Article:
Today, Todd Zolecki makes it four with an article titled “Phillies show striking out not all that bad.” I believe every dead baseball purist just rolled over in his grave. But there are a few people who are interested in hearing more: me, the other mother’s basement-dwelling nerds, and Eva Longoria (pictured to the right with the caption, “It’s so sexy when a man rattles off statistics”).
Zolecki links to two BP articles:
Baseball Prospectus looked at the relationship between teams’ strikeout rates and run production from 1950 to 2002. It found there was no correlation between the two. It also found that a hitter’s strikeout rate correlates positively to power, slugging percentage, and walk rate.
After another look at strikeouts by Baseball Prospectus in 2005, analyst James Click wrote, “On a very rough scale, a strikeout costs a team about three one-hundredths of a run. Looking at team totals from 2004, Reds batters led the league in strikeouts with 1,335. . . . All those failures at the plate cost the Reds an estimated 13.6 runs over the course of the season, or just over one win.”
Most interesting in Zolecki’s article isn’t the plethora of statistics that show strikeouts as rather meaningless for a hitter, but the feelings of Ryan Howard regarding the use of K’s to judge a hitter’s worth:
Ryan Howard struck out 199 times last season, the most strikeouts in a season in baseball history. He’d rather talk about anything else.
“I feel like I’m back in double A,” he said. “That’s all people used to talk about were strikeouts. You don’t hear anybody say, ‘That guy led the league in ground outs last year.’ “
Howard could benefit from reducing his strikeouts, but they are part of his game. He is one of the most feared hitters in baseball. He has hit 100 home runs faster than any other player in baseball history.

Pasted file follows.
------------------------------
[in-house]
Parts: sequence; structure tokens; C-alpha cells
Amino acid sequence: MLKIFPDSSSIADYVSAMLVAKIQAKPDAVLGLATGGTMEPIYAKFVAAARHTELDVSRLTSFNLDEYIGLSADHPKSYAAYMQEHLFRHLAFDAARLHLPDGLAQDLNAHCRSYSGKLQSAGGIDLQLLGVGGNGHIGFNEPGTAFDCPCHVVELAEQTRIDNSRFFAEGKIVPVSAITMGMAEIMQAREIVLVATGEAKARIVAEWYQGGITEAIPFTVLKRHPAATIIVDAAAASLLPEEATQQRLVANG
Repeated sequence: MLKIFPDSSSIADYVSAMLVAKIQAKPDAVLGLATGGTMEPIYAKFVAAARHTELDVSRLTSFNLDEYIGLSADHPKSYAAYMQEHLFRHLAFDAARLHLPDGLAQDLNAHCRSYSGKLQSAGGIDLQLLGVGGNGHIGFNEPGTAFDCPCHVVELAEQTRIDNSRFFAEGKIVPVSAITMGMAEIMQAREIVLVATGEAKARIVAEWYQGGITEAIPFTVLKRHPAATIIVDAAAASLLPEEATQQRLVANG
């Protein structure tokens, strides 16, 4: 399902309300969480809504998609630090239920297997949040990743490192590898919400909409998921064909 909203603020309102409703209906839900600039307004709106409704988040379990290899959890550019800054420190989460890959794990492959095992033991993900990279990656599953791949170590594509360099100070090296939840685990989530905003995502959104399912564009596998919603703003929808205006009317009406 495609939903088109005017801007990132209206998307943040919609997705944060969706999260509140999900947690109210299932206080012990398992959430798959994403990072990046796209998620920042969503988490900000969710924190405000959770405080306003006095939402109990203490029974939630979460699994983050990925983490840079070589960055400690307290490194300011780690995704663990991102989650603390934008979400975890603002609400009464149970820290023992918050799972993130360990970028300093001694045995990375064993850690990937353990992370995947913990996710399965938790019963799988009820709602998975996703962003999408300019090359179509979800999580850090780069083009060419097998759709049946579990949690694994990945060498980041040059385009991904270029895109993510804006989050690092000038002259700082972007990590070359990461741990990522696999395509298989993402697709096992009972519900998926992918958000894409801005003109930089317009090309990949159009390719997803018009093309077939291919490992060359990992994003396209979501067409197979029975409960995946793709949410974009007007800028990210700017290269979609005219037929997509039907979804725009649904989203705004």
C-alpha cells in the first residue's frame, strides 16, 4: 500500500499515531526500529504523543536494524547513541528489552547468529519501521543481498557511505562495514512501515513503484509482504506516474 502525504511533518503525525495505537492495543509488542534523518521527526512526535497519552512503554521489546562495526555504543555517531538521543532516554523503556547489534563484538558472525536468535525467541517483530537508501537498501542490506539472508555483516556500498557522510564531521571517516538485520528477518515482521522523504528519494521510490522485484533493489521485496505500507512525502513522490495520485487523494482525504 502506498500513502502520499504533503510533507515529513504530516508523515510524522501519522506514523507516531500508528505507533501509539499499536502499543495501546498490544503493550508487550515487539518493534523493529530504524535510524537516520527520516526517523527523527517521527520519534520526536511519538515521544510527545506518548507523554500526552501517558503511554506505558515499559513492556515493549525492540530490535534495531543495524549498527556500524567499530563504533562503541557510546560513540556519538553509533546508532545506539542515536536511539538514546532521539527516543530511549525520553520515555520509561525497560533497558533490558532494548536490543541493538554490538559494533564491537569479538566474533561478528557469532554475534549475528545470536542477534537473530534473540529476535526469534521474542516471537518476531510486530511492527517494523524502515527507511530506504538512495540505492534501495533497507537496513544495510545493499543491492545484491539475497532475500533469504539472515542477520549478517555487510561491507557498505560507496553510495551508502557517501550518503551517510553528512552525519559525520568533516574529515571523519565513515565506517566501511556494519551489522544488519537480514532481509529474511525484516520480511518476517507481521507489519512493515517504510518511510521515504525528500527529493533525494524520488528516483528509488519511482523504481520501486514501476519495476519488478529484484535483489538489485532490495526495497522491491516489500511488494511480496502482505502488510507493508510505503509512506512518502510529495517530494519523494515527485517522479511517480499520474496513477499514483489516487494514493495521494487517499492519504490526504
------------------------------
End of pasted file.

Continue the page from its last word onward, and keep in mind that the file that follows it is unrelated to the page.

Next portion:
“You ground out. You fly out. You strike out. An out is an out,” Howard said. “People want to glorify what they want to glorify. If hitting into double plays were a big thing, then people would make them a big thing.”
Howard’s logical reaction is a breath of fresh air, especially when you consider some of the bigger names in baseball have become all hot and bothered with the advent of in-depth statistical analysis. Derek Jeter, when he was told that “clutch” hitting doesn’t exist, said, “You can take those stat guys and throw them out the window.”
It’s not just the players that have balked at the notion that you can better understand the game of baseball with Microsoft Excel; fans (especially the better-educated sportswriters) have been just as unresponsive to the science of baseball. We, of course, remember Bill Conlin of the Philadelphia Daily News, but there’s also Jon Heyman, Bruce Miles, Joe Morgan, and a plethora of other guys out there scowling at the calculations.
For Zolecki to not only link to, but quote a Baseball Prospectus article and to write a non-traditional article like “hitters striking out means nada” — bravo.
Congratulations aside to an honorable Philadelphia sports journalist (one of very few), I do take issue with just one thing he wrote towards the end of his article:
Howard is a career .291 hitter. He has struck out 493 times in 1,461 career at-bats, which means he hits .439 when he puts the ball in play. If he could have cut his strikeouts from 199 to 175 last season, his average would have jumped from .268 to .289. He might have hit 50 homers instead of 47.
First of all, Howard’s batting average on balls in play (BABIP) is .353, not .439.
Zolecki states that if Howard cut down on his K’s, his production would increase as a result of putting the ball in play more often. However, there’s no way to know this, even if we know his BABIP. The theory hinges on all of the variables staying exactly the same except for strikeouts, as if none of them are related to each other. Howard’s power production is, in fact, related to his propensity to strike out.
Look at the kings of not striking out. They are overwhelmingly players with puny to mediocre slugging percentages, like Juan Pierre and Jason Kendall. You don’t see 20+ HR player on the page until you hit Albert Pujols. The defense against a swinging strikeout is a shorter swing. Shortening the swing results in more bat control but less power.
If we learned one thing from Zolecki’s article, it’s that we shouldn’t go into cardiac arrest every time we hear “strike three.” But if we learned another, more important thing — say, from Dan Shaughnessy — it’s that Zolecki and his calculator are “living at home, in the basement, rent free.”
P.S. Sorry, Tony Parker, you just weren’t nerdy enough for her. You didn’t even cry when Gary Gygax died.